Social media is overwhelmed with images and videos of terrified, fleeing Syrians who are desperately trying to escape the wrath of Assad’s murderous army as it completes the take over of Aleppo. CNN International ran several videos posted on Periscope and Facebook of people recording what they may well have believed would be their final testament to the world and their followers.
Millions expressed outrage at Assad’s regime, which seems to be murdering people in cold blood as forces go house to house in their effort to capture the rebel’s last main stronghold.
There are reports of men, women and children being shot in their beds, in the streets and their bodies lay prostrate where they fell.
Here’s the thing though: these are not new images. Assad did not just suddenly start killing his own people in cold blood this week and in Aleppo only. This has been going on for years, since the rebellion began and, let’s be honest, before the Arab Spring occurred. He has been a murderous, sociopathic thug for decades.
Only now, after a several year long hiatus, the Western public seems to notice, again. Never mind the airstrikes led by Russia that deliberately target schools and hospitals. Never mind the Assad regime’s clear record of torture, mass murder, the use of illegal biological weapons against its own people, and a war that has claimed the lives of close to 300,000 innocent Syrians.
We had the chance to intervene and save lives. We chose to do nothing.
The images you see in Aleppo are disturbing. That is why, in 2013, President Obama asked Congress to authorize the use of force against the Assad regime for the crimes he had already committed up until that point. Congress refused.
That is why former Prime Minister David Cameron asked Parliament to approve airstrikes against regime targets and allow for the British military to directly intervene where humanitarian concerns were of the utmost significance. Parliament refused in 2013 and finally acceded in 2015. Too little, too late.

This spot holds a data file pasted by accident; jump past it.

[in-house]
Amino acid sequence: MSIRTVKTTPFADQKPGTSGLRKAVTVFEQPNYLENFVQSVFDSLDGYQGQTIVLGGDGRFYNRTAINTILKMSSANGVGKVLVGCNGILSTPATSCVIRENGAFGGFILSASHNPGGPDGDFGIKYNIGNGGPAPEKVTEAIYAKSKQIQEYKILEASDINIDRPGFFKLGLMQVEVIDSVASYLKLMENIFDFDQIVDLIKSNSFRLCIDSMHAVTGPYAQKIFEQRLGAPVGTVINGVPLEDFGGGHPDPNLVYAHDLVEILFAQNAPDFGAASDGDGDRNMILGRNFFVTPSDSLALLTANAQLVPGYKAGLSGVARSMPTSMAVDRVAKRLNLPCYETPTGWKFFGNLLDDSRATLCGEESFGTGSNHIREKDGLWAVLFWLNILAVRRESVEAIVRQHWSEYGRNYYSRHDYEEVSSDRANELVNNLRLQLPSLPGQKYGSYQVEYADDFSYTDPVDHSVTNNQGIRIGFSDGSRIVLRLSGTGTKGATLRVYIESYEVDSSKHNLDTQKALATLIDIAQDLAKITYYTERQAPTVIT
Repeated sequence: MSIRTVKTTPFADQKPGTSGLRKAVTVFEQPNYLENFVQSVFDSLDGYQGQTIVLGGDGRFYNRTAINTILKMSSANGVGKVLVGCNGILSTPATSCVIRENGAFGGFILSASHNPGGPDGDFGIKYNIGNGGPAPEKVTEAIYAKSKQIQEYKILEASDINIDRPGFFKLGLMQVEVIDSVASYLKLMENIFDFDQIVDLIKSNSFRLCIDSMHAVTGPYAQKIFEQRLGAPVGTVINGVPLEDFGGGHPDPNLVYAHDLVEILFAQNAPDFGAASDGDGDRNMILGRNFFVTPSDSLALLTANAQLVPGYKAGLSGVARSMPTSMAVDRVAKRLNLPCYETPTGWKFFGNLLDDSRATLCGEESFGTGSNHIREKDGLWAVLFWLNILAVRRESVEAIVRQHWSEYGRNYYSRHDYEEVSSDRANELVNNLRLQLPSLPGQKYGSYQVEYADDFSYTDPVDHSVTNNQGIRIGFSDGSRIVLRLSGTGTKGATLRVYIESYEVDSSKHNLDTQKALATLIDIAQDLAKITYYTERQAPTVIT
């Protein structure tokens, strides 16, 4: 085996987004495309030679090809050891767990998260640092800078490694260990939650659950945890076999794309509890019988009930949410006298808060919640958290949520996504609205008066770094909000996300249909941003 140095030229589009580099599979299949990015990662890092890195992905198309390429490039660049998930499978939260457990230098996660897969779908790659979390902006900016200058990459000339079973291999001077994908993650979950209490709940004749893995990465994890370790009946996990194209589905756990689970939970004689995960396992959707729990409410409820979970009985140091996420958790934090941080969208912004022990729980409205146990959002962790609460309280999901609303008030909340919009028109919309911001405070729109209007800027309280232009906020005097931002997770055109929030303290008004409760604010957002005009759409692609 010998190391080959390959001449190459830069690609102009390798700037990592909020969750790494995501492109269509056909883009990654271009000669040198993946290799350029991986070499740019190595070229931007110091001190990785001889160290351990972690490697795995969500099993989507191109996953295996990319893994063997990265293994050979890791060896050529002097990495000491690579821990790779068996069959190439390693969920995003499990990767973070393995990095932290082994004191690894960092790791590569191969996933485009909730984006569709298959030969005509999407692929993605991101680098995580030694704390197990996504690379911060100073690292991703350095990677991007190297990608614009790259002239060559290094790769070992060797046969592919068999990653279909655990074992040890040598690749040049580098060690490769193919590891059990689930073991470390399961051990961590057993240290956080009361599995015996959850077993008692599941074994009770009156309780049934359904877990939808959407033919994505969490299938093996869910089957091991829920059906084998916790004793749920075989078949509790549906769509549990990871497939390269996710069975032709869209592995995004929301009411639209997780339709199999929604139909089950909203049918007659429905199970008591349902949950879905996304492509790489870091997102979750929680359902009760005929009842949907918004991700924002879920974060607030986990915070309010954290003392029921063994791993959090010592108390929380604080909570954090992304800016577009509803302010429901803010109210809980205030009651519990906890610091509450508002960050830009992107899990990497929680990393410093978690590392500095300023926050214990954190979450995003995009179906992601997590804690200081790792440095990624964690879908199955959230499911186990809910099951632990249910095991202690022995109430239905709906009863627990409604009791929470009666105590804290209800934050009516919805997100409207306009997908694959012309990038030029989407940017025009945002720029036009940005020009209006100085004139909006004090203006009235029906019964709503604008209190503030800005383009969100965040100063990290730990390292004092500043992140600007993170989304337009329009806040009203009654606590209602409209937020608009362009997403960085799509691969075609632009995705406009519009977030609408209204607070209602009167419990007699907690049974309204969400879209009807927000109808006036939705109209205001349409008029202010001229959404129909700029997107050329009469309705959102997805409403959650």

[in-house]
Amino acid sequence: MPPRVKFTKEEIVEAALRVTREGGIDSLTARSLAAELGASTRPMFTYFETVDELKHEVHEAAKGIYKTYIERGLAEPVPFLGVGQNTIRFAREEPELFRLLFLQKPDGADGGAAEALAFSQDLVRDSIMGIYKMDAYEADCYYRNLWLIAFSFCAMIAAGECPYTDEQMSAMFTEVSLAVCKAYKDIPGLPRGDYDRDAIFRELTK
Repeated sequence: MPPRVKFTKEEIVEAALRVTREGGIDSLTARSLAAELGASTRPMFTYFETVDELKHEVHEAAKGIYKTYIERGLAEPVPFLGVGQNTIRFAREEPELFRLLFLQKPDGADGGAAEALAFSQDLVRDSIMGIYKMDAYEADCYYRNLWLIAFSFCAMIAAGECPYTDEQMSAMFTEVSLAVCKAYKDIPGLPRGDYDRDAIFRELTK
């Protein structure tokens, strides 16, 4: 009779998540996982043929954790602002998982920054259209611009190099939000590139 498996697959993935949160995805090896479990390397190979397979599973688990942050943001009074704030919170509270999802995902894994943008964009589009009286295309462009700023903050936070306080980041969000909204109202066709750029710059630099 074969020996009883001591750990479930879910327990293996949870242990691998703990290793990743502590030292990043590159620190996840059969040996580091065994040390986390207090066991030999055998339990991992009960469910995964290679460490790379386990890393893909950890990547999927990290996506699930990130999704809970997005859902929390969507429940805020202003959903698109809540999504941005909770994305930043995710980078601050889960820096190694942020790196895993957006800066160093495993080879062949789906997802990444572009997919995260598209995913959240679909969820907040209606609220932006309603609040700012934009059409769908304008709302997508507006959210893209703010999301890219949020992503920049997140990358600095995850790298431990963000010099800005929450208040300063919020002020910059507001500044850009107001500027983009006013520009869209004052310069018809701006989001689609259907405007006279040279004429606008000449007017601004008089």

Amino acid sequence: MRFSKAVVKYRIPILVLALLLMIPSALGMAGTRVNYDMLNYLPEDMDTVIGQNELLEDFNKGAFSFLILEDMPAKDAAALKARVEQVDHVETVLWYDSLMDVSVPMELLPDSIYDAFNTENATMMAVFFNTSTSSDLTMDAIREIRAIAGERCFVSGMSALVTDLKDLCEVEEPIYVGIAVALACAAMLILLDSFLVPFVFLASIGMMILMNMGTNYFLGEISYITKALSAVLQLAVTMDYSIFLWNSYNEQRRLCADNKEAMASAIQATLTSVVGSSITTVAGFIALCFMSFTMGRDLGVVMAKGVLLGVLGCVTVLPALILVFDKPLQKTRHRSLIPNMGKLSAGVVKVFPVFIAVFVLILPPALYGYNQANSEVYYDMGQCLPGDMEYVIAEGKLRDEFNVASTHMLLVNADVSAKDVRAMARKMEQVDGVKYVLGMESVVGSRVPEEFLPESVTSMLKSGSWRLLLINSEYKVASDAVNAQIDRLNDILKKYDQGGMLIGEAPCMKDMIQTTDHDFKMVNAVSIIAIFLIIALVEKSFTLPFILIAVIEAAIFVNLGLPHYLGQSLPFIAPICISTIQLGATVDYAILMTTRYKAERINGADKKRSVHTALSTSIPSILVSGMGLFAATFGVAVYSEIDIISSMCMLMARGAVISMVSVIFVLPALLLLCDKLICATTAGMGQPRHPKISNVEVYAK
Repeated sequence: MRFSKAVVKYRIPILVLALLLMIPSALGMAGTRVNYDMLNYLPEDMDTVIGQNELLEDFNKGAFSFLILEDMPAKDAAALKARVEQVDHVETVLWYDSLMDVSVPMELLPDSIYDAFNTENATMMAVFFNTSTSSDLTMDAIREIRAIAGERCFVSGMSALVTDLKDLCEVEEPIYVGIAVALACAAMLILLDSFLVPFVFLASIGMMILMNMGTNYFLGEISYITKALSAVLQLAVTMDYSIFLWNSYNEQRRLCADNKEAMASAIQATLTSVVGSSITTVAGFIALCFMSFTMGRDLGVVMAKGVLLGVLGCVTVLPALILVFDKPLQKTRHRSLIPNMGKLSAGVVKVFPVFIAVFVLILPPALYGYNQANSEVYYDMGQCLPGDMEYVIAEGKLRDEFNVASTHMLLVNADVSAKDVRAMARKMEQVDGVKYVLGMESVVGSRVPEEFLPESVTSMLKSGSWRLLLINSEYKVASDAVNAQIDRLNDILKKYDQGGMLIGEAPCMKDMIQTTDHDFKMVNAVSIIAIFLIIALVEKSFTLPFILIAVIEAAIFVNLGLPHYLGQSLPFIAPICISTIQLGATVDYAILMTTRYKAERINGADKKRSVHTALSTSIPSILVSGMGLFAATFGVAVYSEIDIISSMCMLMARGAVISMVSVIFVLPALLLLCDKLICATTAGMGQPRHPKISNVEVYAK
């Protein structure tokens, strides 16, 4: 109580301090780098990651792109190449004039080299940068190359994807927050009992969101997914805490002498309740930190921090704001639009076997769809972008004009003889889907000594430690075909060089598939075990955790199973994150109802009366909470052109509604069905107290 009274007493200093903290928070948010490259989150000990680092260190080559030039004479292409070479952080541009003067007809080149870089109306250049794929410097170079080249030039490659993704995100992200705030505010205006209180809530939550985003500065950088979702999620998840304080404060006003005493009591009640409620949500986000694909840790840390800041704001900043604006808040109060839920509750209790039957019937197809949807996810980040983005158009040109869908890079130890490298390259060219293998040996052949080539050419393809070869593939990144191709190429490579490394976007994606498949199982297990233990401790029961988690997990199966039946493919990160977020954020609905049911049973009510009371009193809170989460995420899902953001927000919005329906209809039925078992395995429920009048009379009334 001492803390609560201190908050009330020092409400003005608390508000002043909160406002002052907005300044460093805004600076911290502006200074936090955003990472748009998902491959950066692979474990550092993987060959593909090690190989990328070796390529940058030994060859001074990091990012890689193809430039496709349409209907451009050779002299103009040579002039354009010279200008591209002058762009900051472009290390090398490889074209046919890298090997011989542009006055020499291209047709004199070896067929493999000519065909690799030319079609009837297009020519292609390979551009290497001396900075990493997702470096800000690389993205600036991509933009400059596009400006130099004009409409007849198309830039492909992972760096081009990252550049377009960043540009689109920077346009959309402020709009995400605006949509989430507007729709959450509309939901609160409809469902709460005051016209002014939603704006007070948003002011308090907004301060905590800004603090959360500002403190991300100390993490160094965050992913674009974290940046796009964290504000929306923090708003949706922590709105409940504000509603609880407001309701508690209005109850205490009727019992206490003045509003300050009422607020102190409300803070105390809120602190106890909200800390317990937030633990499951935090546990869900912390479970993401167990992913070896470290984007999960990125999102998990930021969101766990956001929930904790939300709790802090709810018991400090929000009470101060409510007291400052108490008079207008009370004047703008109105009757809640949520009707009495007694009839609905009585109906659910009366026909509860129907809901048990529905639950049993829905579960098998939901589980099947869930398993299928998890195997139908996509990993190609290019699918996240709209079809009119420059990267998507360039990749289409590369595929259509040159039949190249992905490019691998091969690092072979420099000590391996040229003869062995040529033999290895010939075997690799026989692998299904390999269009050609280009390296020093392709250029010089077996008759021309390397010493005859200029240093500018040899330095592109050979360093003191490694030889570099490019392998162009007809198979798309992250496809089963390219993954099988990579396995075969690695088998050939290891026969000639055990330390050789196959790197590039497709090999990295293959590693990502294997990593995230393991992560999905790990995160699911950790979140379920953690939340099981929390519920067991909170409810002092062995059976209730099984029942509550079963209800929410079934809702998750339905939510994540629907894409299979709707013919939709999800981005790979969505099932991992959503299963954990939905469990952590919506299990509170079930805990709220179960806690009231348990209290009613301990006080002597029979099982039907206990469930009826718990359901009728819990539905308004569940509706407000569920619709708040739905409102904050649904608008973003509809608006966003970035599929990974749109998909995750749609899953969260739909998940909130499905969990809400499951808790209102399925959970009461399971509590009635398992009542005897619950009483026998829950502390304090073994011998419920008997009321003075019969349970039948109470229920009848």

Hindsight is indeed 20/20. Those of us who have been urging Western governments to get serious and intervene on behalf of the Syrian people, not just the rebels, feel like only now that it’s too late, our voices are being heard.
The West has had a difficult go at interventionism in the last two decades. No one is denying that. The battlefields of Iraq and Afghanistan continue to cost the US and allies the lives of its servicemen and women, and the scars of those wars are still fresh on the minds of Americans, and indeed the world.
The public is war-weary, and skeptical of politicians telling us that intervening is in our national interest and for the good of the world order.
We know that interventionism can be messy. Even if done properly, outcomes cannot be guaranteed and the transition to peace can be long and frail.
But we have also seen what not intervening can lead to. Genocide, starvation, mass-displacement. The effective destruction of a people by their own rulers.
The Syrian tragedy is not just measured in fatalities, either. Millions of Syrians have been displaced and forced to flee their homeland to seek peace and shelter. Instead, they are treated with hostility in our nations, and fascism has risen in eastern and central Europe, extremist parties are on the rise in western Europe, and anti-Muslim populism and fear-mongering (as well as just general xenophobia) is as prominent as it was in the 1960’s in America.
Strategic partners in the Middle East have become destabilised, with Lebanon and Jordan having to accept millions of Syrians, while dealing with their own domestic issues as well.
Turkey has become unpredictable, with political upheaval, a domestic insurgency among the Kurdish population, and 2.7 million Syrians living in camps along its southern border. Turkey has the most displaced Syrians of any nation in the world.
And to think that we could have prevented this. Three years is an eternity when it comes to armed conflict. Three years ago, we could have acted to topple the Assad regime and prevent the slaughter of hundreds of thousands of innocent human beings. We could have avoided the refugee crisis altogether. We could have kept Russia away from Middle East politics.
We could have stopped it.
So, while you tweet about Donald Trump meeting with Kanye West today in Manhattan, don’t let your guilty conscience get in the way of the false reality you have constructed for yourself. It’s not enough to share images of the victims of genocide. One must act.
We, the collective Western world, having claimed moral superiority since the defeat of fascism in 1945 and of communism in 1991, have utterly and completely failed to live up to our own standards. We heard the please for help, and we chose to do nothing. The isolationism of the likes of Rand Paul and Bernie Sanders convinced us that what’s happening in Syria isn’t our problem.
If we really are to claim the title of the last superpower, defender of freedom and liberty, then we should act like it.
So for all of you who now are claiming moral outrage about what’s happening in Aleppo, save it.
Think on your sins.